Post Breach: Prioritizing Cyber SpendingHow to Avoid Wasteful Security Investments
JPMorgan Chase CEO Jamie Dimon recently stated that he expects the bank's annual IT security budget to double from $250 million to $500 million over the next five years in the wake of its massive data breach, which impacted 76 million households and 7 million small businesses (see: Chase's Cybersecurity Budget to Double).
But will that prove to be money well spent?
Any organization that's experienced a data breach must avoid simply throwing more money into cybersecurity without first carefully analyzing where the investments are most needed, security experts stress.
Before allocating funding for cybersecurity initiatives, organizations should conduct risk assessments to pinpoint security gaps. Potential spending priorities in the current environment, experts say, include ramping up breach detection measures, improving employee security awareness and training and taking steps to devalue sensitive data, such as through encryption.
Increased spending could prove wasteful if an organization doesn't conduct a thorough risk assessment to pinpoint the security gaps within a security program, stresses fraud expert Tom Wills, director of Ontrack Advisory, a consulting firm focused on payments innovation.
"Without a thorough risk assessment and a well-formulated strategy, any amount of money spent will be a shotgun approach at best," he says. "It's important to get to your security budget methodically, and not miss any of the steps."
For instance, a $500 million security budget could be used to great effect, "or a lot of it could be wasted," Wills says. "Unfortunately, in real-life enterprise environments, it's more often the latter that happens."
A common example of ineffective security spending is to buy expensive technology but fail to extract the full value from it, Wills says. For instance, an organization could set up a state-of-the-art security operations center, he explains. "But if you don't hire and train a competent team to configure and operate those systems properly, and set up a process to analyze and take appropriate action on the vast amounts of data that they produce, you're probably best off not spending the money in the first place."
Security consultant Neira Jones says that before upping the amount of money that goes into cybersecurity, organizations should identify gaps that could be addressed with existing funds.
"It's perhaps not a question of increasing budgets, but more of spending money in the right places," Jones stresses. "And more investment in awareness and incident response would certainly not go amiss."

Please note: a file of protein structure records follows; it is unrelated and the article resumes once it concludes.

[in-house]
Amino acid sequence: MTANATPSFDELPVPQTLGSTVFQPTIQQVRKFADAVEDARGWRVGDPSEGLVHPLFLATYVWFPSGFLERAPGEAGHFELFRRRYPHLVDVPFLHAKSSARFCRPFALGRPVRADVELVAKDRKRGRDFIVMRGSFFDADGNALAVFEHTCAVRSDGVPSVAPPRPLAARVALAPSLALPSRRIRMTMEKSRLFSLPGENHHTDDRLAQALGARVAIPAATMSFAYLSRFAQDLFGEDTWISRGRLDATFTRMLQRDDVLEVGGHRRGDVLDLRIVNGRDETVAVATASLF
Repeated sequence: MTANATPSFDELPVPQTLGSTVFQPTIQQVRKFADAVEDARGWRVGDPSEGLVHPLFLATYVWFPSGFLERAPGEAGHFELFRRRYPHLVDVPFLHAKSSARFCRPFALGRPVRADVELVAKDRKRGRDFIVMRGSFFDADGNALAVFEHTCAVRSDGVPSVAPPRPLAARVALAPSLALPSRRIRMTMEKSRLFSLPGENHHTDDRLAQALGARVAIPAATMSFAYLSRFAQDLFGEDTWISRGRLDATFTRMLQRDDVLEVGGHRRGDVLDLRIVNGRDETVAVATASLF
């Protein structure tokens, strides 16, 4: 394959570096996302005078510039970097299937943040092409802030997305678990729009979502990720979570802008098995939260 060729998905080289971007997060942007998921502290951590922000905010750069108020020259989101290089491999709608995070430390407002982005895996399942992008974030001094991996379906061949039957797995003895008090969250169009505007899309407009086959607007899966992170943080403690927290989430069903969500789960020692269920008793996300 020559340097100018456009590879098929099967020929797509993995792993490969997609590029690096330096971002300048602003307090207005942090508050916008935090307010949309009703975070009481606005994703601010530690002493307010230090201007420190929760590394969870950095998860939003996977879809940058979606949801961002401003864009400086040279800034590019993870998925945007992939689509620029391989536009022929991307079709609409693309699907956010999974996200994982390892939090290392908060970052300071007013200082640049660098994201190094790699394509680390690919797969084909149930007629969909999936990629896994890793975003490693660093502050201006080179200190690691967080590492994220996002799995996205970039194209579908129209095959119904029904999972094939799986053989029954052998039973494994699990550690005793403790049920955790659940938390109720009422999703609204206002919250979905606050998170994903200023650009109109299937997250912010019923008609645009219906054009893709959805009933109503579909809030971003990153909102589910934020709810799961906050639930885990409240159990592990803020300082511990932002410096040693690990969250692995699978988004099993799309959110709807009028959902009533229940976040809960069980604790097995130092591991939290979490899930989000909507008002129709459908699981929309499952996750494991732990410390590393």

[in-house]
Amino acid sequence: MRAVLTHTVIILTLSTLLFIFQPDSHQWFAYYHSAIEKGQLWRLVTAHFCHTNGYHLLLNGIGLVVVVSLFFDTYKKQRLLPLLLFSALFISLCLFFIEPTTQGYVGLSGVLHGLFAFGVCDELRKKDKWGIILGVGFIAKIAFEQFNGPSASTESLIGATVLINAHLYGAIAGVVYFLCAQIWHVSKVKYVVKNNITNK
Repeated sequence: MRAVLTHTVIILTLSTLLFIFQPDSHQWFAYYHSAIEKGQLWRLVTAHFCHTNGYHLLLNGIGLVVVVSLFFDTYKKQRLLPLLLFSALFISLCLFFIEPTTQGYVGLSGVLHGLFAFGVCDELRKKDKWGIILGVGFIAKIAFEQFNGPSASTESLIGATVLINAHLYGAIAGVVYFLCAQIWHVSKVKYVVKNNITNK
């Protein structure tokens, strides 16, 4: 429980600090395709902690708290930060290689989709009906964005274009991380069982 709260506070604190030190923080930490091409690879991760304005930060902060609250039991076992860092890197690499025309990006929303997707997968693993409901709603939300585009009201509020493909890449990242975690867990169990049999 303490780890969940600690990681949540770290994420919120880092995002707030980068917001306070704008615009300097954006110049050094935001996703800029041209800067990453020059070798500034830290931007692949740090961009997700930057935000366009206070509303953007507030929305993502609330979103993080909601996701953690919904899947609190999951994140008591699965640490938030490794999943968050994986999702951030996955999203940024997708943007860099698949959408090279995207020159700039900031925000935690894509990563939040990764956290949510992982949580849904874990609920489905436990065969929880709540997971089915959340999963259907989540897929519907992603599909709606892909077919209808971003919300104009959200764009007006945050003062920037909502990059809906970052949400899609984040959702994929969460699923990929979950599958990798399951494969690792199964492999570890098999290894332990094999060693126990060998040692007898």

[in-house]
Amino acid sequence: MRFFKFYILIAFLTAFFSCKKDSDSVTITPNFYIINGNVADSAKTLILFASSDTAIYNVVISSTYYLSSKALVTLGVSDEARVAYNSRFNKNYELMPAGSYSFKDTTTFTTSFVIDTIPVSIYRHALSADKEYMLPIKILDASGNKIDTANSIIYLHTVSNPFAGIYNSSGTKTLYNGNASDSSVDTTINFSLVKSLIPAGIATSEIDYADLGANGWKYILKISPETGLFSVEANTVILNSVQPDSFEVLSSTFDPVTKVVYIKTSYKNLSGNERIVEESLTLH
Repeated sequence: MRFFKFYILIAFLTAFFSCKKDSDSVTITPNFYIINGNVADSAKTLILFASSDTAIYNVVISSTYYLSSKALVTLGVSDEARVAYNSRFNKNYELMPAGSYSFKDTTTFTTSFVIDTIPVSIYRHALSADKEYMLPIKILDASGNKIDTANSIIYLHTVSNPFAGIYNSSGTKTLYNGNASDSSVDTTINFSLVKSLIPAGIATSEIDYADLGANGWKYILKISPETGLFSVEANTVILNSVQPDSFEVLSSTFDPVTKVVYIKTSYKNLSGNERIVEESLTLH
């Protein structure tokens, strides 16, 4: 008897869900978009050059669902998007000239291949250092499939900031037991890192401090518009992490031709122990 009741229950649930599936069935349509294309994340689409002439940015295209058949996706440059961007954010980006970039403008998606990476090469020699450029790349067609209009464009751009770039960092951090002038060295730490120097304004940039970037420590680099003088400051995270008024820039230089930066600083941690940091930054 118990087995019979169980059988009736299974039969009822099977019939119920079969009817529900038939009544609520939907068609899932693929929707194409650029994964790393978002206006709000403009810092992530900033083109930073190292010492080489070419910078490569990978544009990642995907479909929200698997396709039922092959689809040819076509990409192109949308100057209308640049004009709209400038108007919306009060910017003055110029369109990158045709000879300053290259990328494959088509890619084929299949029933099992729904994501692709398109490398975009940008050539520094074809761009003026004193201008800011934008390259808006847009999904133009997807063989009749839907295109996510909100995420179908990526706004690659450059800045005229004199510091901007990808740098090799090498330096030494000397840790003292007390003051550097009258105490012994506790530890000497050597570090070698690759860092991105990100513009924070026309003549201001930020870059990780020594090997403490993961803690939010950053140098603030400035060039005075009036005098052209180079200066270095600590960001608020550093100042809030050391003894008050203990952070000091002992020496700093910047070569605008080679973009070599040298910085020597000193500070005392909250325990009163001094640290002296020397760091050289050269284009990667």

Organizations need to invest in security awareness for staff and managers "to create a hyper-vigilant state within the organization so that activities that are suspicious don't get ignored," adds Avivah Litan, an analyst at the consultancy Gartner.
As cyberthreats evolve and breaches against organizations continue to increase, it's important for organizations to know that, even with the best security products and programs, there's still a good chance they'll be breached, Wills says. That's why investments in breach detection are so important
"The challenge then becomes [having] the ability to detect and respond to a breach as fast as possible in order to minimize the damage," Wills says.
And a recent breach affecting a White House unclassified network illustrates that even some of the nation's most powerful organizations have a long way to go when it comes to detection. The White House reportedly wasn't aware of the breach until it was notified by an ally.
Organizations should consider investments in threat intelligence tools, data analytics and advanced incident response techniques, Wills says. "Prevention by itself isn't enough, and as the speed and complexity of threat delivery increases, effective detection and response start to carry more weight."
He adds, however, that investments in such breach prevention technologies as firewalls and anti-malware "are still absolutely essential."
Organizations also should take multiple steps to devalue sensitive data, says Julie Conroy, an analyst at the consultancy Aite Group. "[Organizations] increasingly need to devalue [information] at rest through encryption and tokenization, to ensure that when the criminals do break through, there's nothing of value to steal," she says.
Another area that could prove useful in mitigating the impact of breaches is to change the layout of an organization's IT environment as often as possible, says Litan, the Gartner analyst. "Once the criminals and hackers find the important material, if you keep moving things around, they won't be able to eventually steal it because they don't know how things are laid out," she says.
In addition, organizations need to implement continual screening of employees and contractors who have access to sensitive assets and information to monitor for suspicious activity, Litan says. "People who have really high-privileged access should be screened more than those who don't," she says.
Security on Tight Budgets
Few organizations can afford huge security budgets along the lines of what JPMorgan Chase plans to spend. That's why smaller organizations should consider outsourcing some aspects of their security management to specialists, Wills says.
Smaller organizations should also consider using open-source technology and managed services to reduce out-of-pocket costs, he adds. "The product selection in these areas is getting better all the time."